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Meredith Graves

Meredith Graves: pussy power

Meredith Graves

Perfect Pussy have set the world alight. Here, the New York crew's frontwoman tells us why hardcore punk is the sound for our times

TextLiz PellyPhotographyJai OdellStylingVictor Cordero

Taken from the Spring 2015 issue of Dazed:

As the singer of burning Syracuse hardcore band Perfect Pussy, Meredith Graves has spent the past year travelling the globe delivering unparalleled performances themed around trauma, control and love. The jarring aggression of her band gripped the music world, but what has resonated most strongly is Graves’ own critical voice. She’s articulated her feminist values through pieces for Pitchfork and Rookie, and is working on a solo record, photobook and her own label, Honor Press. “I will do literally anything I can get my hands on,” she laughs. It’s only as we’re hearing it everywhere that you realise how badly pop culture needed her voice.

In terms of artistic themes and lyrics, what are some mutual ideas being expressed through Perfect Pussy that you now hope will be projected through your writing and your imprint of Captured Tracks

Meredith Graves: That people who have been hurt and people who have been marginalized deserve to be heard. That's really the first and most striking similarity that comes to mind. In my perfect world, the prevailing ideology would be ‘do what you can to make the world better, to make your life better.’ I have now been in many countries where young kids have come up and said they were inspired by me because I came forward as someone who survived abuse and has suffered from mental illness. You can survive the cultural conditions that have fought to suppress you. I have lived through a horribly abusive relationship. I have struggled my entire life with extreme depression and mood disorders. And now, after a year of traveling the world and talking to people about it, I'm here in a place where I can facilitate the survival of others. Survival is an option, and once you can get to the point where you are above water, if and when you're feeling up for it, you can reach your hand back and pull someone else up.

I've noticed you interacting with kids at shows a lot, and responding to kids on Tumblr a lot. 

Meredith Graves: People for some reason are always really surprised that I'm nice. And I have to wonder, out of the bands that we play with, who are the assholes? Who would they not approach? Because those people need help. Fuck those people. Or conversely, love those people until they start behaving in acceptable ways. I wish that I could talk to every teenager who is a fan of independent music in the year 2014 and say, ‘I know you like these bands, but these people are not good role models.’ Once I know that a person in a band is a piece of shit, I can't listen to that band anymore, and I don't want to.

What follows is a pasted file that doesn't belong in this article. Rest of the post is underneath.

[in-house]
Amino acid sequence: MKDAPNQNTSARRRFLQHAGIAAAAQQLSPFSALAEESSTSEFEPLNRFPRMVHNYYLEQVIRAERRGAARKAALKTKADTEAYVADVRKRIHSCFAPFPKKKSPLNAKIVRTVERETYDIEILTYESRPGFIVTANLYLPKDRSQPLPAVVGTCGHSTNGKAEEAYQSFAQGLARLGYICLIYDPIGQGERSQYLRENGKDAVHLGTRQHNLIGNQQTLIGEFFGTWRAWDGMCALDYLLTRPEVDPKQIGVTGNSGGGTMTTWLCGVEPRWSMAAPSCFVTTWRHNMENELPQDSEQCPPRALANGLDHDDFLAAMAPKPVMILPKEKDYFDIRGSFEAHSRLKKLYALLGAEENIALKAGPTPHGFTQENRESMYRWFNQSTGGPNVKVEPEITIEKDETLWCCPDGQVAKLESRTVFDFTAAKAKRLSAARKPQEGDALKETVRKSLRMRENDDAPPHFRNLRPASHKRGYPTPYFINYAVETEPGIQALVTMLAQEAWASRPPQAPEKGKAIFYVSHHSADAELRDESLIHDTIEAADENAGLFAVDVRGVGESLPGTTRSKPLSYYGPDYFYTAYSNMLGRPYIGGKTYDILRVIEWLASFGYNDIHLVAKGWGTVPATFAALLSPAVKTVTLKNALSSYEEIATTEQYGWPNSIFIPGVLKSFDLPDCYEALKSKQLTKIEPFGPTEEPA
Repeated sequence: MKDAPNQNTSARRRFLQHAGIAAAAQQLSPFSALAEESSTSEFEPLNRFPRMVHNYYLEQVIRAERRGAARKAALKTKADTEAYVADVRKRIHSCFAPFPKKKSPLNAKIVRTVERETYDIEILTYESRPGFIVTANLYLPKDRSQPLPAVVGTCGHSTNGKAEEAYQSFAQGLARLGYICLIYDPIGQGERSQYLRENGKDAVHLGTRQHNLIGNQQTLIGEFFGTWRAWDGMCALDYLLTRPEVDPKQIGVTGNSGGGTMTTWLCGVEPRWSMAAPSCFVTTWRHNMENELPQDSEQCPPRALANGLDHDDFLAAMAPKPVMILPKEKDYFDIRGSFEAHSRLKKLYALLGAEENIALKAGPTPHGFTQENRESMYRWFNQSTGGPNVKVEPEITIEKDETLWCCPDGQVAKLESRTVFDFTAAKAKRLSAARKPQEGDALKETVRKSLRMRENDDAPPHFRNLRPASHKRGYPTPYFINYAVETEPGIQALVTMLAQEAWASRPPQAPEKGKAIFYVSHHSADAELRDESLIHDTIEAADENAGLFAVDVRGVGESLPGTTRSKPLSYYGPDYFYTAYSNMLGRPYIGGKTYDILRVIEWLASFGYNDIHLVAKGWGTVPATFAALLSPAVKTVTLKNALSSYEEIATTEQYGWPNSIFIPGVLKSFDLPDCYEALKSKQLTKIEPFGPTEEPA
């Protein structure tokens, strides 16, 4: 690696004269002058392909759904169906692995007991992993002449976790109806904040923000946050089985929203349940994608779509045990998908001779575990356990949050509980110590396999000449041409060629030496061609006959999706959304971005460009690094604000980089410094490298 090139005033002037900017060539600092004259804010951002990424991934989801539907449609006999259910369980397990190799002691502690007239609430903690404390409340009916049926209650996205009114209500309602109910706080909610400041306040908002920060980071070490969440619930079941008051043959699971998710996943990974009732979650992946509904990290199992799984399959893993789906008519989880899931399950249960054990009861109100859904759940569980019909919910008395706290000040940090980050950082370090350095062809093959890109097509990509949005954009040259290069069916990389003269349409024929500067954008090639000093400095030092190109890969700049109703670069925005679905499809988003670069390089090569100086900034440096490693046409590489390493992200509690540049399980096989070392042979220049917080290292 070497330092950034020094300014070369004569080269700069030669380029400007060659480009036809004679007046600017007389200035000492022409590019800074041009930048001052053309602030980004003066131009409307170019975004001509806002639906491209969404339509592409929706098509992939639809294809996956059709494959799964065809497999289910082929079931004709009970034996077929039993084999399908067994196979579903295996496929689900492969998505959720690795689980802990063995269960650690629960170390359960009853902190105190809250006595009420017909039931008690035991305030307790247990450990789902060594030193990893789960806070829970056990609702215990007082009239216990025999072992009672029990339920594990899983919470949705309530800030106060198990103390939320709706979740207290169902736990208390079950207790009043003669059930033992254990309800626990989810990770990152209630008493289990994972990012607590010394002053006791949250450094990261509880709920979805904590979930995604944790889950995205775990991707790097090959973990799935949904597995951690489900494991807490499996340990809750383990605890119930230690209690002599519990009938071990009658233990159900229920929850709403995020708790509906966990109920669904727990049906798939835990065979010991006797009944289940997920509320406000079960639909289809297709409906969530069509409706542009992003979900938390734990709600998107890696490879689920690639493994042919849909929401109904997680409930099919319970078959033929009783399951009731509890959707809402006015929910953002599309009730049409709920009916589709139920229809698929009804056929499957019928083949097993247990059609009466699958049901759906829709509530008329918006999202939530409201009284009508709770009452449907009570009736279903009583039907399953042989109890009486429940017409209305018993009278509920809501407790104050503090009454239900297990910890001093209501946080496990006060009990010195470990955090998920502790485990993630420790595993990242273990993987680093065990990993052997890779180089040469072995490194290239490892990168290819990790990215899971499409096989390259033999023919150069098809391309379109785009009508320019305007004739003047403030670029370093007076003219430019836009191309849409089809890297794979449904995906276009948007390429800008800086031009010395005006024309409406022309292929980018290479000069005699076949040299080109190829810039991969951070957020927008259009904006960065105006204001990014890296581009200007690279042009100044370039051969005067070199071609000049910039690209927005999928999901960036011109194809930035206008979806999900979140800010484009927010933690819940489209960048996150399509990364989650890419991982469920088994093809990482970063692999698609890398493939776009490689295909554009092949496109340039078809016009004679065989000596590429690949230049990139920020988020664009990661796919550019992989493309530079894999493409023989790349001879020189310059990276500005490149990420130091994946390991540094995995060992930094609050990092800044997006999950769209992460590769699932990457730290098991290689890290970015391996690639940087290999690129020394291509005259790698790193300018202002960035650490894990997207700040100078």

So much music has been ruined for me this year for that same reason. That's why to me, it's so important that we're in this moment that there are actually a lot of feminists and punks being given bigger platforms to project from.

Meredith Graves: And I don't even want to pretend that this is endemic to just the larger music industry. Because where I come from, in hardcore, I would venture to say the percentage of shitty dudes is exponentially higher… Every single corner of music is constantly on the verge of being ruined by men. Men will ruin music just like men are currently ruining global ecology, just like men have ruined politics, just like men have ruined everything. Men are ruining music publications, men are ruining record labels, men are ruining music videos, men are ruining flyer art. I don't want teenagers to support shitty men.

Look at labour-capitalism in the USA. Let's look at the division of labour. Let's take a group of one hundred 14-year-olds. How many of those will grow into workers and how many of them will be bosses? 99 per cent of those teenagers are going to be workers, working for shitty men. I don't want them to start giving their money or their time or their energy to men like that any earlier than they absolutely have to. I want them to have heroes who are fighters, who are survivors, who come from a diverse enough array of backgrounds, to give them a greater sense of how the systems of the world actually operate. And more importantly, how they intersect.

“Men will ruin music just like men are currently ruining global ecology, just like men have ruined politics, just like men have ruined everything” – Meredith Graves

How did you originally get into punk and hardcore?